A Clown’s Gift

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At WiseFool circus camp on Saturday we did clowning. The teacher preferred the term red nose rather than clown. Why? Clowns have a bad rap in some ways. “Stop clowning around” or “He’s such a clown” is what people say, as though clowning/being a clown is something to be frowned upon. Some people associate clowns with evil and scariness.   Some people associate them with big feet, a wig, the face painting and making balloon animals with children. Definitions from European languages tend to link clown to clumsiness, unacceptable behavior.

We worked with clown – or red nose – as the seer and connector.

In a circus, teacher explained, you might have all sorts of wondrous performers. You might see trapeze artists, acrobats, tight-rope walkers. Watching from the audience, you perhaps look at these folks in awe and think to yourself “Wow! That’s so amazing. I could never do that!” Then comes the clown. You see the clown and you smile. The clown is more accessible. Clowns do not perform for the audience but play with the audience. The clown, teacher said, forges heart connection.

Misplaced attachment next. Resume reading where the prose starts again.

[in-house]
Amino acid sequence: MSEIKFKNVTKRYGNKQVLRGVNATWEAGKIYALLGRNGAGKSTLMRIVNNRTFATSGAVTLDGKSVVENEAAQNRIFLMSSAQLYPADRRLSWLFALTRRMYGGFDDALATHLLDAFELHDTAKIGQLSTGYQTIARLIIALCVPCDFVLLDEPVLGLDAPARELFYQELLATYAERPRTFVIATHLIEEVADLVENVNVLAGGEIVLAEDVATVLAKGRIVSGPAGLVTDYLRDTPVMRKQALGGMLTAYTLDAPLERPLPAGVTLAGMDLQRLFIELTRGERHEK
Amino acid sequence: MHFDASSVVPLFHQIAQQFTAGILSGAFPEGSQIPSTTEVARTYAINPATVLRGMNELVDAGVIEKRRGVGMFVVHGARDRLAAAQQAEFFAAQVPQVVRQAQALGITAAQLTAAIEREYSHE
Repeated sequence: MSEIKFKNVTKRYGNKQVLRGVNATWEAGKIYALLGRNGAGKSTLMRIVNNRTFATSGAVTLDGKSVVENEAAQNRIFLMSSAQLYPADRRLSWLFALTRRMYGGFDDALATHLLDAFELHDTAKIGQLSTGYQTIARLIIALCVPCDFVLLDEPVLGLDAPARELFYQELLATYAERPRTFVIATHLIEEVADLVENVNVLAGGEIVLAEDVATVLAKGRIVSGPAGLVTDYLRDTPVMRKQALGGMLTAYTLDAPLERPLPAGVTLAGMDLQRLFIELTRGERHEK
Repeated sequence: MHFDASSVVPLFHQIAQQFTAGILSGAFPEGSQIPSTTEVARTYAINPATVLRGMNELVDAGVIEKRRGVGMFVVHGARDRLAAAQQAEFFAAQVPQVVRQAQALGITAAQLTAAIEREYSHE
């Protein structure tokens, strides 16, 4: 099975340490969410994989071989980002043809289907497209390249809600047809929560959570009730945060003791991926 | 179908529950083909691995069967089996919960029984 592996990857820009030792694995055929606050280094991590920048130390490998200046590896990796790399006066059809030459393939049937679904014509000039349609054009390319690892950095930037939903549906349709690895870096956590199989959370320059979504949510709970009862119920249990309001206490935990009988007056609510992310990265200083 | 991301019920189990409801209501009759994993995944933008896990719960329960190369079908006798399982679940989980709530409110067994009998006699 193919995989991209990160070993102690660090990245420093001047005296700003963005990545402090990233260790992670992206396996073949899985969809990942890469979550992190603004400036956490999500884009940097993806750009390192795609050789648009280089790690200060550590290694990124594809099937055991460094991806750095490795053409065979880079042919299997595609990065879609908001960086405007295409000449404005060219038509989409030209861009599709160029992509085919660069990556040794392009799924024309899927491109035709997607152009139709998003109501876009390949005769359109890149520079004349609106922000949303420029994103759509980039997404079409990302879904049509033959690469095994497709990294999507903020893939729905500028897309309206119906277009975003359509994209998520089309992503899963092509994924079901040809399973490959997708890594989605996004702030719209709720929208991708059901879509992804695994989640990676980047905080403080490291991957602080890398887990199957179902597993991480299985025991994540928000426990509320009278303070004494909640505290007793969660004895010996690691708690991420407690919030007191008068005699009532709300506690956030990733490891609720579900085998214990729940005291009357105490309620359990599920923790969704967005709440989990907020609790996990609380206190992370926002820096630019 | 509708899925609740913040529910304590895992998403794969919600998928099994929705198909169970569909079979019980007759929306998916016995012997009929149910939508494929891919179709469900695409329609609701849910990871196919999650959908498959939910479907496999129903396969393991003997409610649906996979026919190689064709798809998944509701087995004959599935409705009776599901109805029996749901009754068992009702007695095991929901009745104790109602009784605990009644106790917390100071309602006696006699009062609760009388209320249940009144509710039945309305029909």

I’d never heard this before. I was intrigued.

Our warm up for clowning focused on deeply getting into our physical and emotional selves. This included a lot of work with breath and sound. I became conscious that when I let myself sink into free physical movement and vocal expression, I wanted to be a small child around the age of 3. Not surprising perhaps, I relished the playing around we did with curiosity, wonder and connecting with each other through our eyes, our gestures and sounds – a gasp, a sigh, a nonsense noise that communicated concern, joy or sadness all through inflection and tone.

The journey of stepping into our clown-selves included putting on the red nose. This step is worthy of its own post. Putting on the red nose is putting on a mask. I was amazed at how a simple red, plastic nose became a gateway for stepping into another identity.

Noses on, hearts open and bodies warmed, we then each performed on our mock stage. The idea was for each of us to come in from side-stage with a folding chair that we had to plant front and center.  We were to follow this broad stage direction as clowns/red noses. As far as clown skills/tool go, we were initially only given one.

Exhale.